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Could willow be the answer to better lamb growth?

New research has shown willow trees could be used to optimise production in lambs due to its high concentrations of cobalt and zinc.

The study, which was led by the Woodland Trust, sampled leaves from three native deciduous species – willow, alder and oak – from three sites across the UK and analysed their mineral, energy and protein content.

 

Willow leaves from all three locations were found to provide sheep with zinc and cobalt at concentrations exceeding the requirement in mg/g of dry matter, in some cases up to 17 times more.

 

Correct deficiencies

 

This elevated concentration found in willow leaves could actively correct deficiencies of these minerals in grass, meaning farmers could get better growth from their flock by integrating trees on their land.

 

Dr Nigel Kendall, lecturer in nutrition at the School of Veterinary Medicine and Science, University of Nottingham, who was involved in the research explains: “There are 22 essential minerals relevant to ruminant nutrition and some of these are prone to imbalances, either providing too much, too little or interacting with other elements.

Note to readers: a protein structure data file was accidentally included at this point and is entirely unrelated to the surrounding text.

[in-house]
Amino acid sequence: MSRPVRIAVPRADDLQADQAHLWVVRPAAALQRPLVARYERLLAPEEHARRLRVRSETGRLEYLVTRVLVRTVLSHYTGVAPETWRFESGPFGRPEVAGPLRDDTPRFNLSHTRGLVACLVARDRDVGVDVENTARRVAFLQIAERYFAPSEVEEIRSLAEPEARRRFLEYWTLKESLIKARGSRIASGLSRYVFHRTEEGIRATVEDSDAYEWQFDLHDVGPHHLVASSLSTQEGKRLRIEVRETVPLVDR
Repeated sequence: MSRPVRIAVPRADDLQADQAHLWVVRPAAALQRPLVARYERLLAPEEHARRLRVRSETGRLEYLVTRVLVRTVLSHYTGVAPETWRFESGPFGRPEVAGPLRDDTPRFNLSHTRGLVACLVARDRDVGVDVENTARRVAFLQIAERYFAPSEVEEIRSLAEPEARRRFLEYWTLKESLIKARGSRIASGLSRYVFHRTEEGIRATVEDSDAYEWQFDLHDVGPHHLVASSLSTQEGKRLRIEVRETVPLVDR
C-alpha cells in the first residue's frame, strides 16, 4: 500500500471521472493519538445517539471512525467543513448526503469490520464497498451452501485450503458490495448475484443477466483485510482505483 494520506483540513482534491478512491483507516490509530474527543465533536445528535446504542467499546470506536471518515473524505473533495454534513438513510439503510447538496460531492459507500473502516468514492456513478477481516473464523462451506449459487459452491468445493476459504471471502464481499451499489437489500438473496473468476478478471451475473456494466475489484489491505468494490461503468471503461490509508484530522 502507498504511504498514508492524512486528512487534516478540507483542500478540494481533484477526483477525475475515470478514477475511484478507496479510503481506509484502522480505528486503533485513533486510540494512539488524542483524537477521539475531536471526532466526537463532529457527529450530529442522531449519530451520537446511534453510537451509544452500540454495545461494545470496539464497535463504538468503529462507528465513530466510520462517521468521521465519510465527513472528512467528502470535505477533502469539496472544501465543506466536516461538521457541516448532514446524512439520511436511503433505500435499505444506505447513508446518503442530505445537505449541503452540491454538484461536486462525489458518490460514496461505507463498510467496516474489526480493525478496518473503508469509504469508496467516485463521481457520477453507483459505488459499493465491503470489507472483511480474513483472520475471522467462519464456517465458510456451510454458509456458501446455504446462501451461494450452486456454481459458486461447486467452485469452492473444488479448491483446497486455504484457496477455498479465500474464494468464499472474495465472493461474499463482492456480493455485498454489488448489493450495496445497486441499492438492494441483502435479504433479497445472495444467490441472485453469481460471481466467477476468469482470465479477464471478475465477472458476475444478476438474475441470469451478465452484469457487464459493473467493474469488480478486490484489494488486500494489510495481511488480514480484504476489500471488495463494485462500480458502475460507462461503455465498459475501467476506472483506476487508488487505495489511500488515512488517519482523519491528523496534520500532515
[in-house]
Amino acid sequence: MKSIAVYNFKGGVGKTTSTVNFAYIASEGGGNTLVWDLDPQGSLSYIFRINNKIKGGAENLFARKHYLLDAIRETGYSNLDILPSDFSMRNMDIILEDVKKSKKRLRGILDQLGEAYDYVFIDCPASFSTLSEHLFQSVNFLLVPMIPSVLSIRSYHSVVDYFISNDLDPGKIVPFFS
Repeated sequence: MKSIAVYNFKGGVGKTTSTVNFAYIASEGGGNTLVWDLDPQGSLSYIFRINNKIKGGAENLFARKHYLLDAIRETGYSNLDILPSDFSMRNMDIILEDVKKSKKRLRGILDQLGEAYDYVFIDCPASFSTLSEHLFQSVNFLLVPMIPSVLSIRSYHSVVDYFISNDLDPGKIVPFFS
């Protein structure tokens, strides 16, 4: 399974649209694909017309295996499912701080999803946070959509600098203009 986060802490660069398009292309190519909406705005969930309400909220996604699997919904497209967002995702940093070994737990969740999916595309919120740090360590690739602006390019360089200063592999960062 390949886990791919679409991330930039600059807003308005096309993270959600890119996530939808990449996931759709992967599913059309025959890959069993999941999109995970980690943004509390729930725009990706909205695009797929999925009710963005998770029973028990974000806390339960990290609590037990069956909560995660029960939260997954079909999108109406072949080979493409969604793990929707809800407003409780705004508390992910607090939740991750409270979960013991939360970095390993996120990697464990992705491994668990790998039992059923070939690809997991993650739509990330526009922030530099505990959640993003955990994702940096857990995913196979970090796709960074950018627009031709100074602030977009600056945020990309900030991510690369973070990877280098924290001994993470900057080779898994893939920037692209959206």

“The minerals likely to cause issues in grazing ruminants are imbalances in trace elements such as cobalt, selenium, iodine, copper and zinc. Our analysis found that tree leaves can be considered good sources of a number of those key minerals within the requirement range for sheep, potentially offering similar or better concentrations than sward.”

 

He adds that the elevated cobalt and zinc concentrations in willow leaves could actively correct deficiencies of these minerals in grass that usually require supplementation. He says: “This could be especially useful in growing grazing lambs where cobalt deficiency is typically prevailing across the dry summer periods.

 

Growth rates

 

“Lambs tend to perform well in the spring because they are still getting the ewe’s milk, but as they take less and you go into the dry summer period there is an issue because the cobalt levels in grass begin to deteriorate.”

 

He said the research suggests willow leaves could help ‘remedy’ this growth rate decline.

 

The University of Nottingham is carrying out a further trial into the palatability of willow and its use as a supplement. This will look at how many trees and what type of planting would be required to support a ruminant diet, how the palatability of leaves from different tree species affect intake and what impact the varying content of anti-herbivorous compounds such as tannins can have on potential medicinal value.

 

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